Agri Business

Rutam V Vora | Ahmedabad, June 4 | Updated on: Jun 04, 2022

Firms begin recycling wastes and tapping solar, wind energy

For a dairy organisation, generating 400 metric standard cubic meters (MCM) of gas on a daily basis is something unthinkable. But at AmulFed dairy in Gandhinagar, it is one of the several green initiatives aimed at addressing climate concerns.

It uses dairy waste to generate natural gas, which is used in boilers and the canteen. “This is worth ₹5-6 crore of annual savings in gas purchases,” said Anil Bayati, General Manager, AmulFed dairy, which has a milk-processing capacity of 50 lakh litres per day (LLPD) to make dairy products.

Dairy processes are highly energy-intensive, including refrigeration and powder making, and heat generation among others.

On the other hand, the National Dairy Development Board (NDDB) is setting up India’s first dung-based power plant with 4,000 MCM capacity to produce 19 tonnes of thermal energy (steam) and 2,000 kWh of electrical energy worth ₹1.3 lakh for 2-LLPD dairy plant in Varanasi from biogas. The project, costing ₹23 crore, will be ready by March 2023 and will reduce carbon emissions of the dairy plant by half.

Sun shines on dairy

Under the National Dairy Plan-I, it had provided solar equipment to 67 district cooperative societies to use power in testing and warm water requirements. Also, NDDB has supported 16 dairy plants for solar energy.

Clearly, renewables are an area of priority for the dairy industry, besides the big corporate investors. In cooperatives, AmulFed has set up one megawatt (Mw) solar rooftop plant at its dairy plant in Gandhinagar with ample room for more.

In New Delhi, Mother Dairy is ensuring greener and more sustainable measures. Manish Bandlish, Managing Director, Mother Dairy Fruit & Vegetable Pvt. Ltd said, “In our endeavour to replace conventional energy, we have installed and commissioned various solar projects in our plant premises across the country. Mother Dairy has also set up a Concentrated Solar Technology (CST) plant aimed to generate heat to cater to the hot water requirement in our processes.” This is in addition to the conversion to energy-efficient equipment and process automation to scale down grid power consumption across processing and manufacturing.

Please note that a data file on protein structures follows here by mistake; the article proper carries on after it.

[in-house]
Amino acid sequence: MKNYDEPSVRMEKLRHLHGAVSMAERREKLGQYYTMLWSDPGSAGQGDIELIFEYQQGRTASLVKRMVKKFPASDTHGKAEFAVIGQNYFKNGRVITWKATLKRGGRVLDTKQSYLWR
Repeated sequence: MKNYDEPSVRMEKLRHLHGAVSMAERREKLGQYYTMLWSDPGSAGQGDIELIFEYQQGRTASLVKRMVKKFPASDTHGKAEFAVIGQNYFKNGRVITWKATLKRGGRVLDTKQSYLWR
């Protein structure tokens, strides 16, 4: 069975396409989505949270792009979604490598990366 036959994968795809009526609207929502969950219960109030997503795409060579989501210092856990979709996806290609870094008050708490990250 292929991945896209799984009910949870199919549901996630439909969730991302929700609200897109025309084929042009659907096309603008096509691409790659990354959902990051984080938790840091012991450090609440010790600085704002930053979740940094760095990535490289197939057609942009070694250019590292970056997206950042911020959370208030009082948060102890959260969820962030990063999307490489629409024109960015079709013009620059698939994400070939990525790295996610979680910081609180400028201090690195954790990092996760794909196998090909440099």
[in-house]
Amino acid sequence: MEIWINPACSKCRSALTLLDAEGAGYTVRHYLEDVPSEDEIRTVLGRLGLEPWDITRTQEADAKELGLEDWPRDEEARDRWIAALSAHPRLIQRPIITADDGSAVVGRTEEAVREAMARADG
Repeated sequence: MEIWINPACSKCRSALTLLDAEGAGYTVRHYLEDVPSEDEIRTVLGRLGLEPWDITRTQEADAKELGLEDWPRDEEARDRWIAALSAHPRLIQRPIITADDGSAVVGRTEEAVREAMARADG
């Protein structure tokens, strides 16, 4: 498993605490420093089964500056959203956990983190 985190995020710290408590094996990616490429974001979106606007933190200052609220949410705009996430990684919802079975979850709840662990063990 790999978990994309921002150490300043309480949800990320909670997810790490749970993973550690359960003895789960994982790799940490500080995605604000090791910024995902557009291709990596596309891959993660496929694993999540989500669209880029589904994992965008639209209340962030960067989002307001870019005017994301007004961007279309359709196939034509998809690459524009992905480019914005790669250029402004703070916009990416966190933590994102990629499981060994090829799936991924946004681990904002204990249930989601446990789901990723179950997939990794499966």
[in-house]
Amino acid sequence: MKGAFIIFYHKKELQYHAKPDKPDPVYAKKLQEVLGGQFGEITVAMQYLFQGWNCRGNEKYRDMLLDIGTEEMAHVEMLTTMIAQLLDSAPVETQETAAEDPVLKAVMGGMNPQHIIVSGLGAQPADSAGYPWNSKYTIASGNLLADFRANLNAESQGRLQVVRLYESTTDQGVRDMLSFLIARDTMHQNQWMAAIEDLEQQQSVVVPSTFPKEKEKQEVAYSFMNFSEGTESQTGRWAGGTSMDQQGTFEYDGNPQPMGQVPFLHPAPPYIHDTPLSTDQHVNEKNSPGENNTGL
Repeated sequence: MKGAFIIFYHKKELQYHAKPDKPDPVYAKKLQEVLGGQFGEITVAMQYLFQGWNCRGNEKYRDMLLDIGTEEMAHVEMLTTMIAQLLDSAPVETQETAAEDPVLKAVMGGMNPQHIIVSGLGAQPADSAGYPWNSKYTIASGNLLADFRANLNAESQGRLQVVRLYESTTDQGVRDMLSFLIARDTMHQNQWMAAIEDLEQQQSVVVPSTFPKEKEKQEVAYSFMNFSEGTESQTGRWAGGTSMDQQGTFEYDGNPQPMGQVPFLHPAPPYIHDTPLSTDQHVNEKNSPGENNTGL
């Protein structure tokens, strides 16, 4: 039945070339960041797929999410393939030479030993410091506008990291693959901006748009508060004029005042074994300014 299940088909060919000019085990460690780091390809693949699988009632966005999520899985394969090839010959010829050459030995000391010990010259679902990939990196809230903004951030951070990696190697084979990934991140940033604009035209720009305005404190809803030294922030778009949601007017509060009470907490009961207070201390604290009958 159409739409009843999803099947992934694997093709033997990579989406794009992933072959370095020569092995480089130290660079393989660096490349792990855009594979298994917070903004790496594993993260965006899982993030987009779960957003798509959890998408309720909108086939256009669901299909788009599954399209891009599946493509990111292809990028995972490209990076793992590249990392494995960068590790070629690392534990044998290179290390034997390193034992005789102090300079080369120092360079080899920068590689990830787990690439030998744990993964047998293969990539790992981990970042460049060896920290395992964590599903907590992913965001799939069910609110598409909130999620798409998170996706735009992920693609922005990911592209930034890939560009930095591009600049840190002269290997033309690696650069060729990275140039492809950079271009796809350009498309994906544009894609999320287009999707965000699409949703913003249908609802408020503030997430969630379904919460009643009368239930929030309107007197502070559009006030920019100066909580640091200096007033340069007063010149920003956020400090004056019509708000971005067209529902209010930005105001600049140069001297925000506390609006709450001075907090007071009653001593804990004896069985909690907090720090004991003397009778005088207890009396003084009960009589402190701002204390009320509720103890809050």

Dairies for wind-solar hybrid

Among private players, Hatsun Agro’s RG Chandramogan said the company has reduced energy consumption by 16 per cent over the last six years. Also, the company is using renewable energy to fulfil about 75 per cent of its annual electricity requirements in Tamil Nadu. “In 2017, we had gone for windmills, last year we set up solar projects. For our captive consumption of about 11 crore units annually in Tamil Nadu, we generate about 9 crore units from renewable sources,” said Chandramogan.

Hatsun and AmulFed are among the leading dairy players who are now decisively looking at hybrid power generation through wind, solar energy. “We are working on the hybrid front for solar and wind. It’s a work in progress. We have to look at the Government norms before doing it in other States,” Chandramogan said.

While AmulFed officials informed that the dairy cooperative are pursuing a wind-solar hybrid system and will rope in an investor to set up the project and supply the power to AmulFed. “We will have someone to do it for us and we will source the energy from them. We plan to purchase around 1,00,000 KwH per day,” said Bayeti.

Policy reforms needed

However, the current policies are creating hurdles for dairies to aggressively pursue their renewable ambitions. “Unfortunately, the Government has capped the installation of solar generation at 1 Mw irrespective of size and scale of the industry. That cap should be relaxed. The cap should be based on the percentage of the energy consumed by the industry,” said RS Sodhi, Managing Director, Gujarat Cooperative Milk Marketing Federation (GCMMF), marketer of Amul.

Published on June 04, 2022